Home for life – care in the community – leaning disability – legitimate expectation
The court held that a Health Authority had taken a legitimate decision to move a learning disabled client out of a long term NHS facility, and the judicial review of that decision failed, notwithstanding an allegation that a promise of a home for life had been given to relatives.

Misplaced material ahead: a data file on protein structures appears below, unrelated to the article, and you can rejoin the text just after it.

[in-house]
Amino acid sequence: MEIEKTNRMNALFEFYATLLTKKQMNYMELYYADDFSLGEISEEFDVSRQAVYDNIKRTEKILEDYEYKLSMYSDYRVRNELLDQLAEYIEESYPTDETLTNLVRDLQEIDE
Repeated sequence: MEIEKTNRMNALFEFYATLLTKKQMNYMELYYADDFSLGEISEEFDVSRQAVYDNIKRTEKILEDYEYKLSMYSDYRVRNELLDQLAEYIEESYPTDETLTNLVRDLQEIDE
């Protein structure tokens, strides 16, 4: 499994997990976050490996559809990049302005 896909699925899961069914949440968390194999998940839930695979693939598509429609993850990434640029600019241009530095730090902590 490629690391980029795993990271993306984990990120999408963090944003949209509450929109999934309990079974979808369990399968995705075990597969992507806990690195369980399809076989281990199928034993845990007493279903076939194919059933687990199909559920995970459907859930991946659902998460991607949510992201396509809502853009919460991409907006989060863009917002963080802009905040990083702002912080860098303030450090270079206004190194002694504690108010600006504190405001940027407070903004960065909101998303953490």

The woman had lived in a residential unit for over 10 years and consequently had a good claim to an article 8 right to respect for her ‘home’. When she was reconsidered under the Health Authority’s criteria for long term care, the decision was made that she should be provided with care and accommodation within the community instead. The court declined to find as a fact that there had been any promise of a home for life, and put the assertion down to the uncertainty as to what had been said at the time. In any event, even if there had been one, the court was prepared to state that even then, the change of position would not have been unfair or incompatible with Convention rights. Coughlan was distinguished because this was not a facility closure, not a decision actuated by financial reasons. The decision was based on a proper consideration of her needs; the criteria were not unlawful, and the move was supported by government policy guidance for people with learning disabilities.